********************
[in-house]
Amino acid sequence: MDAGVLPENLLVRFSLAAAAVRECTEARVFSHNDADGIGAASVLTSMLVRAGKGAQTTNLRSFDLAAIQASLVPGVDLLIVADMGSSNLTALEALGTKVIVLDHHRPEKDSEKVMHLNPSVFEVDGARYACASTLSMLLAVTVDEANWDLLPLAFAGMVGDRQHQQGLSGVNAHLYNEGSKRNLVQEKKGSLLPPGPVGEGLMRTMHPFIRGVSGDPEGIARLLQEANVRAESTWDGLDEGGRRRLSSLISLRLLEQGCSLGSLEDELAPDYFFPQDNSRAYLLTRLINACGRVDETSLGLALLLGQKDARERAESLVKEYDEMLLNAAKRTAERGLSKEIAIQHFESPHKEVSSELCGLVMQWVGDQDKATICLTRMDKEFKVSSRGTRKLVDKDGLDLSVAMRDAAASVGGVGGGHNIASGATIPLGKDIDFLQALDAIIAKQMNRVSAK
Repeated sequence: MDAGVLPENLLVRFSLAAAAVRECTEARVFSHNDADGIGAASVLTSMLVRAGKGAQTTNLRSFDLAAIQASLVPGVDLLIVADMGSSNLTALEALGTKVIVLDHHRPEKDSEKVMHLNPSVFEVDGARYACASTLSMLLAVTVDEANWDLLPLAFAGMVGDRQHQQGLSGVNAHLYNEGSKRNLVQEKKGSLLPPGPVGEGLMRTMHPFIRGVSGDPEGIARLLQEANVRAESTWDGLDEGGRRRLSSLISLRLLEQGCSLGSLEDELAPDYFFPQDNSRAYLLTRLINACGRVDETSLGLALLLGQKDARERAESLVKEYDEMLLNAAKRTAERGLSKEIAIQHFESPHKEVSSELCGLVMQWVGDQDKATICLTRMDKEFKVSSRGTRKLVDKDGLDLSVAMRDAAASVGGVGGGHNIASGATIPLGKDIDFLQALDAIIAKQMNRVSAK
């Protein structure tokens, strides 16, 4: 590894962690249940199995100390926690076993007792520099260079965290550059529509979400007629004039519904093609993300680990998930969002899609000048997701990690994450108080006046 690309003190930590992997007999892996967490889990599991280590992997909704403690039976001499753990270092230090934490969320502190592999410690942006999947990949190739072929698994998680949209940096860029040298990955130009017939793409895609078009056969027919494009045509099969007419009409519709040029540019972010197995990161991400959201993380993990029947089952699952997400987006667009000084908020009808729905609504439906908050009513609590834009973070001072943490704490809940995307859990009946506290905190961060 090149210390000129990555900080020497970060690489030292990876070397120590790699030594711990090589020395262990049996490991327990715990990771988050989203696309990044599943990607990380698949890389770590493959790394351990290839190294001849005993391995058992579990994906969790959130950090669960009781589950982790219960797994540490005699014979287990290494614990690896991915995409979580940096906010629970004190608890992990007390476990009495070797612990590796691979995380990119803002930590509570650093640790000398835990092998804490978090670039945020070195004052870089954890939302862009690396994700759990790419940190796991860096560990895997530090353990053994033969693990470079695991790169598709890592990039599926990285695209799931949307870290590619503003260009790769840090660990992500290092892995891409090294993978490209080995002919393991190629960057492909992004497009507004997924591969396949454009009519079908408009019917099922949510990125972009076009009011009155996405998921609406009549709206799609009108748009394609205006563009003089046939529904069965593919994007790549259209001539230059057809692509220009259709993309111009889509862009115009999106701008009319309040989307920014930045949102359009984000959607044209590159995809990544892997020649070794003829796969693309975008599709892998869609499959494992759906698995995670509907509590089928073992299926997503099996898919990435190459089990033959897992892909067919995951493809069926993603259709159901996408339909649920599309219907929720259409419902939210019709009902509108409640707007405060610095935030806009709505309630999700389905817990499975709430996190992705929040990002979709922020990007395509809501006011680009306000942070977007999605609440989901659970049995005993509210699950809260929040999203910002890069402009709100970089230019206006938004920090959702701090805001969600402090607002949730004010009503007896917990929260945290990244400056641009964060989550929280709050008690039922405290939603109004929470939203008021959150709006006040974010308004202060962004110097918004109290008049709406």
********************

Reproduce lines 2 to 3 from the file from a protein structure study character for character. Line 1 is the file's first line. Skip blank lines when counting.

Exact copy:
Amino acid sequence: MDAGVLPENLLVRFSLAAAAVRECTEARVFSHNDADGIGAASVLTSMLVRAGKGAQTTNLRSFDLAAIQASLVPGVDLLIVADMGSSNLTALEALGTKVIVLDHHRPEKDSEKVMHLNPSVFEVDGARYACASTLSMLLAVTVDEANWDLLPLAFAGMVGDRQHQQGLSGVNAHLYNEGSKRNLVQEKKGSLLPPGPVGEGLMRTMHPFIRGVSGDPEGIARLLQEANVRAESTWDGLDEGGRRRLSSLISLRLLEQGCSLGSLEDELAPDYFFPQDNSRAYLLTRLINACGRVDETSLGLALLLGQKDARERAESLVKEYDEMLLNAAKRTAERGLSKEIAIQHFESPHKEVSSELCGLVMQWVGDQDKATICLTRMDKEFKVSSRGTRKLVDKDGLDLSVAMRDAAASVGGVGGGHNIASGATIPLGKDIDFLQALDAIIAKQMNRVSAK
Repeated sequence: MDAGVLPENLLVRFSLAAAAVRECTEARVFSHNDADGIGAASVLTSMLVRAGKGAQTTNLRSFDLAAIQASLVPGVDLLIVADMGSSNLTALEALGTKVIVLDHHRPEKDSEKVMHLNPSVFEVDGARYACASTLSMLLAVTVDEANWDLLPLAFAGMVGDRQHQQGLSGVNAHLYNEGSKRNLVQEKKGSLLPPGPVGEGLMRTMHPFIRGVSGDPEGIARLLQEANVRAESTWDGLDEGGRRRLSSLISLRLLEQGCSLGSLEDELAPDYFFPQDNSRAYLLTRLINACGRVDETSLGLALLLGQKDARERAESLVKEYDEMLLNAAKRTAERGLSKEIAIQHFESPHKEVSSELCGLVMQWVGDQDKATICLTRMDKEFKVSSRGTRKLVDKDGLDLSVAMRDAAASVGGVGGGHNIASGATIPLGKDIDFLQALDAIIAKQMNRVSAK